Shale and Manufacturing Make a Great Team

Royal Dutch Shell has intensified efforts to buy properties surrounding the Horsehead Corp. zinc smelting plant in Monaca, Pennsylvania. Shell is evaluating it as a site for a multibillion-dollar ethane cracker, according to a recent report in the Pittsburgh Post-Gazette. Shell has been negotiating with businesses along Route 18 in Beaver County for an option to buy their land in the next year, the paper reported.

The news of Shell’s moves coincides with the announcement of a new coalition, American Shale & Manufacturing Partnership, to promote shale gas as more than just a form of affordable energy as it can also be used as a feedstock for a range of manufacturing products. These products range from paints and coatings to Styrofoam and plastics.

“This gas, especially the wet gas, should lead to a manufacturing renaissance in this country,” said Matthew Sanfilippo, Senior Executive Director, Research Initiatives for the College of Engineering at Carnegie Mellon (CMU).

CMU and the American Fuel & Petrochemical Manufacturers began the partnership. It quickly expanded to include members from manufacturing, labor, environment, academia and business organizations. The group notes that a recent study from the economic research group, IHS, projects that the development of shale oil and gas will boost employment by almost 4 million jobs by 2025. Manufacturing output is slated to grow by $328 billion in just 12 years, according to the global research firm. Well over 100 new manufacturing facilities are on the drawing board as a result of lower natural gas costs. They represent a broad range of industries, including chemical, iron and steel, plastics, fertilizer and more.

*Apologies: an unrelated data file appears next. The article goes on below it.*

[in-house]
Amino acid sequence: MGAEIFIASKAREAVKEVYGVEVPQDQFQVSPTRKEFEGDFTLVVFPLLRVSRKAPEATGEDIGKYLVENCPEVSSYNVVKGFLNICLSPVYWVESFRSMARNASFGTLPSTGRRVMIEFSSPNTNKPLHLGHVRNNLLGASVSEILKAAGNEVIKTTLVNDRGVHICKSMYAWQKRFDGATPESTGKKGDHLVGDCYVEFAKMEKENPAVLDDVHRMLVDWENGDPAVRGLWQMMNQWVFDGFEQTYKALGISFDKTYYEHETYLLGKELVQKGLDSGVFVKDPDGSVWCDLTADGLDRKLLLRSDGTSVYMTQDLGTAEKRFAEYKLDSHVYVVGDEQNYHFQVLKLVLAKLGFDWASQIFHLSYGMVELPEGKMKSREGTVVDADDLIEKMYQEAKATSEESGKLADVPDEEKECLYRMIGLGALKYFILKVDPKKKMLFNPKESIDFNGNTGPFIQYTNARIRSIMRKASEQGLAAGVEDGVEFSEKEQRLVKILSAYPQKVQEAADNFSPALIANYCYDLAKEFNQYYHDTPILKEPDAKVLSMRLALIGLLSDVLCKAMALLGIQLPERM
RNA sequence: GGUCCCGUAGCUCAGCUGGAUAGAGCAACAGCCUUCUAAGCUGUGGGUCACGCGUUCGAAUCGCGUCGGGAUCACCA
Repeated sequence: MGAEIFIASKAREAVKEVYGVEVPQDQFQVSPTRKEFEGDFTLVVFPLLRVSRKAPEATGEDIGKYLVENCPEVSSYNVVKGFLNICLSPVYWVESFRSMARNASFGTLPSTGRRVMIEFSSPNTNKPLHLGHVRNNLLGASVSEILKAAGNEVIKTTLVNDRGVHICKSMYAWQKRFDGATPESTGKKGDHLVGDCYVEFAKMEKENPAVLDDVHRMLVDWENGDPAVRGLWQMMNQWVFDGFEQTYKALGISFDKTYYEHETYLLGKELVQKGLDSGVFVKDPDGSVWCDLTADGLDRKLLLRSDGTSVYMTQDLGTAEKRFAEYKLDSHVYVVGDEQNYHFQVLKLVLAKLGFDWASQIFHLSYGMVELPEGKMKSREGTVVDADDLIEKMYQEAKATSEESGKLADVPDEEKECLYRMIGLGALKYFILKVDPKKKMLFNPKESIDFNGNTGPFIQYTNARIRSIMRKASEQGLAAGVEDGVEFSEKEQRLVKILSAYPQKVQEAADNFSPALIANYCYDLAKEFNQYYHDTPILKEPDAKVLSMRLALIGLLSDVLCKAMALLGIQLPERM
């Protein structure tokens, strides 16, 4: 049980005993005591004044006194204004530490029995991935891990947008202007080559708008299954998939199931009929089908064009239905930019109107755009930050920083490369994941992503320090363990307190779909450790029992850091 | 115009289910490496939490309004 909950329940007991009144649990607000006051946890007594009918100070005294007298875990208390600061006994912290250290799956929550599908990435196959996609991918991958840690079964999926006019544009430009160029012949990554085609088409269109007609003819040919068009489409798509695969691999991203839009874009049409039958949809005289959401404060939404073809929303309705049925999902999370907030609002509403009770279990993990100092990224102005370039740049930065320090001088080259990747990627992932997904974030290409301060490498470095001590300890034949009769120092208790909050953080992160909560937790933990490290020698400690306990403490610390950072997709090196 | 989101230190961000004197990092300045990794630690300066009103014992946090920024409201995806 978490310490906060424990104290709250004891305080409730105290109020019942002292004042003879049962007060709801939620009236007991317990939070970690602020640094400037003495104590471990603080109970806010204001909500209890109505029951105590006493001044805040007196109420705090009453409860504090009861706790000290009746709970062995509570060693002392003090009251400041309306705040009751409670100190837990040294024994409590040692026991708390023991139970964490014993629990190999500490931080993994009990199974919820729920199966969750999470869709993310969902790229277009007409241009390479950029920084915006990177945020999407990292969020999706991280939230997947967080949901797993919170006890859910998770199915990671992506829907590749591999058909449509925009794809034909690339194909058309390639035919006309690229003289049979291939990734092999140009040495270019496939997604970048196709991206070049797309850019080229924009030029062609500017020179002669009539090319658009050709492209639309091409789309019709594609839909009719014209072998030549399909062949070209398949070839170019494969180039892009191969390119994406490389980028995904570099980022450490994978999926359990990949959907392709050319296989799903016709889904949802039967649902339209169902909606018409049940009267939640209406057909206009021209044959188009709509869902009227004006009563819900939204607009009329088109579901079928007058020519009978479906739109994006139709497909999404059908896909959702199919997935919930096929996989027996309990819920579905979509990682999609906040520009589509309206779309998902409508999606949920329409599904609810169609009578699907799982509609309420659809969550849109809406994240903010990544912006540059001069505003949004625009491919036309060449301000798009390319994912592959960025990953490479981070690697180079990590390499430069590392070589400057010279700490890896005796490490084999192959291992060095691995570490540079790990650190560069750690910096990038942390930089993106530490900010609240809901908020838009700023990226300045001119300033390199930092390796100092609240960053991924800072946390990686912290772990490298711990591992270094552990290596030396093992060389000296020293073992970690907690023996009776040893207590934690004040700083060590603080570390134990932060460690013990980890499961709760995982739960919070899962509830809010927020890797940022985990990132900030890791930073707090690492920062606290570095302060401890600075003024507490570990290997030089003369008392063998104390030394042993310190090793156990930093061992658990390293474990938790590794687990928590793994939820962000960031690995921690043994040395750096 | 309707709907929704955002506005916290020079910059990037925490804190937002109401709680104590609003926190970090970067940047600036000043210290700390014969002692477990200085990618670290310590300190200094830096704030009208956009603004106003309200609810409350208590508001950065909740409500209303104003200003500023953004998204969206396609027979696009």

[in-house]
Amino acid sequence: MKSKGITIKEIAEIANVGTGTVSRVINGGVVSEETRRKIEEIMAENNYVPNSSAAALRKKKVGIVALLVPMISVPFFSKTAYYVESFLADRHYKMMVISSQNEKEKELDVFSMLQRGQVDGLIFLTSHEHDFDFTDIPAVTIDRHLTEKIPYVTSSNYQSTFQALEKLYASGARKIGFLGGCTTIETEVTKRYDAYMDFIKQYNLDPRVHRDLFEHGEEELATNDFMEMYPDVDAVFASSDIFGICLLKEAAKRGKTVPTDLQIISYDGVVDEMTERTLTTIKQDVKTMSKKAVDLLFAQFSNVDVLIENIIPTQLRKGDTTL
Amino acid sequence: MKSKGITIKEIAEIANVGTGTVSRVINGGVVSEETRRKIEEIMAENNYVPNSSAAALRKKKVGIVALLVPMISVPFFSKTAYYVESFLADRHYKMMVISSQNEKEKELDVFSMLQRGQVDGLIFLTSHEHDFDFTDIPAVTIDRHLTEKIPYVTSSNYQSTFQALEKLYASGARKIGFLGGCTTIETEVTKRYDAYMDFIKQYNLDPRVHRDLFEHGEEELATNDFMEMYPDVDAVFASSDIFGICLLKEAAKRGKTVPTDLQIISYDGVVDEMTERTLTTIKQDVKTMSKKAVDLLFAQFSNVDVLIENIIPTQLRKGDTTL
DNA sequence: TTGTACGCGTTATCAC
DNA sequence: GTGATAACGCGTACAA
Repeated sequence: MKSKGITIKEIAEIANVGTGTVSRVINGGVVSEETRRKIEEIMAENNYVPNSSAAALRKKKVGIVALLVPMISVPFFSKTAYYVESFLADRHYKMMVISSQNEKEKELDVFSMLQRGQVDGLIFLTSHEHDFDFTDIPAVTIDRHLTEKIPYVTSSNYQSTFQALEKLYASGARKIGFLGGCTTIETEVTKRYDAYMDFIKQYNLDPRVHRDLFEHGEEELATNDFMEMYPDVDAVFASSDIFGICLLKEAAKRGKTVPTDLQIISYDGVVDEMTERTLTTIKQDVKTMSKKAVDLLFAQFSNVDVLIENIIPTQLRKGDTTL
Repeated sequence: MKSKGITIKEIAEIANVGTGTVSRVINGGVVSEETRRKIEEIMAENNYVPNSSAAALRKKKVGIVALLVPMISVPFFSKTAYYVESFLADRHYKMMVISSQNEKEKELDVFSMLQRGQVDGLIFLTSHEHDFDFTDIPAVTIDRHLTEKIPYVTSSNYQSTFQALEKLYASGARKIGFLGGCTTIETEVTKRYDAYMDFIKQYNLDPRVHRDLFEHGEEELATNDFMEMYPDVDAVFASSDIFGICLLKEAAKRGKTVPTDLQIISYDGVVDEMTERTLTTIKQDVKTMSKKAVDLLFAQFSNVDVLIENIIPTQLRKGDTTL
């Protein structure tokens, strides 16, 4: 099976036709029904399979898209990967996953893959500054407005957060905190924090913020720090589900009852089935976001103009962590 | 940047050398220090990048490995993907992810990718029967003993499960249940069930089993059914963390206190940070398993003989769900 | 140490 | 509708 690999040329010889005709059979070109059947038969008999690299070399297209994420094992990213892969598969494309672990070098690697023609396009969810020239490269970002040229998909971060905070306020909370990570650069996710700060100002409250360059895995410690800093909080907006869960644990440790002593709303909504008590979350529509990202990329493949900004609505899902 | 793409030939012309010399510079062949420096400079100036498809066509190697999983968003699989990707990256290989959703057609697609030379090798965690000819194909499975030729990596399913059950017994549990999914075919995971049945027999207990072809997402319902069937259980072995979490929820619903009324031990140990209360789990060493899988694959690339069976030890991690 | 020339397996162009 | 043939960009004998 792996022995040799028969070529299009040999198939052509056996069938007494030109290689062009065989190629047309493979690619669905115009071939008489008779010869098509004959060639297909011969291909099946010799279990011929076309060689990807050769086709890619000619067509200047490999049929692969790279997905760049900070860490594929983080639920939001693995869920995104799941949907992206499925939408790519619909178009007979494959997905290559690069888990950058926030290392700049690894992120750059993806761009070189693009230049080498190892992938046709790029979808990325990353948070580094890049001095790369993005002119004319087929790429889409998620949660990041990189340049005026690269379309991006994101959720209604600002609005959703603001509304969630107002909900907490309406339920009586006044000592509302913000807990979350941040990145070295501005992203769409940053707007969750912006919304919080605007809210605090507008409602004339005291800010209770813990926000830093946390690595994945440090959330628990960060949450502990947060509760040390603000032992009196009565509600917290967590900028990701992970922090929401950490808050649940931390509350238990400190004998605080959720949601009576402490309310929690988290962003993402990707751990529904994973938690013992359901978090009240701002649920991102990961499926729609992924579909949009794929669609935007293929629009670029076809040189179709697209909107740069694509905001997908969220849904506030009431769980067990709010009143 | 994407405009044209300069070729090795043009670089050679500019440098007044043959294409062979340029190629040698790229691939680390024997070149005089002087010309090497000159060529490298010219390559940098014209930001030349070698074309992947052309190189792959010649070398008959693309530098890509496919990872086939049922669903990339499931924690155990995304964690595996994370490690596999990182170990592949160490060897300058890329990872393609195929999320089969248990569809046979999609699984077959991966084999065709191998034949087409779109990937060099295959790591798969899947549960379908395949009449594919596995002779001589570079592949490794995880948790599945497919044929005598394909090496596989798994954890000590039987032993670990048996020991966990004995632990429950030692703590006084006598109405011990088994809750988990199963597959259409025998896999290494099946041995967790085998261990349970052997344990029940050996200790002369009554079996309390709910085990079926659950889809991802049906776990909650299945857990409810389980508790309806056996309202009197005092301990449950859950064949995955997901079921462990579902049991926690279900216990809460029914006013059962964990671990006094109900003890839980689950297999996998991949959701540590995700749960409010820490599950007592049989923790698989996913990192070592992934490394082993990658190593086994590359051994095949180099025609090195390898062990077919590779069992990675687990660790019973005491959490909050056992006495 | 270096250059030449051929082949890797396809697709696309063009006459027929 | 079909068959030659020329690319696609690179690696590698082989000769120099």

President and CEO of the National Association of Manufacturers, Jay Timmons, warned at a recent roundtable discussing the new partnership that the economic benefits from the shale gas are not a foregone conclusion.

“Overreach by state and federal lawmakers and regulators could slow this progress and, in the worst case, stop it,” Timmons said. “To realize our full energy potential, we need government policies that support the continued development of oil and gas resources, energy infrastructure projects and manufacturing growth.”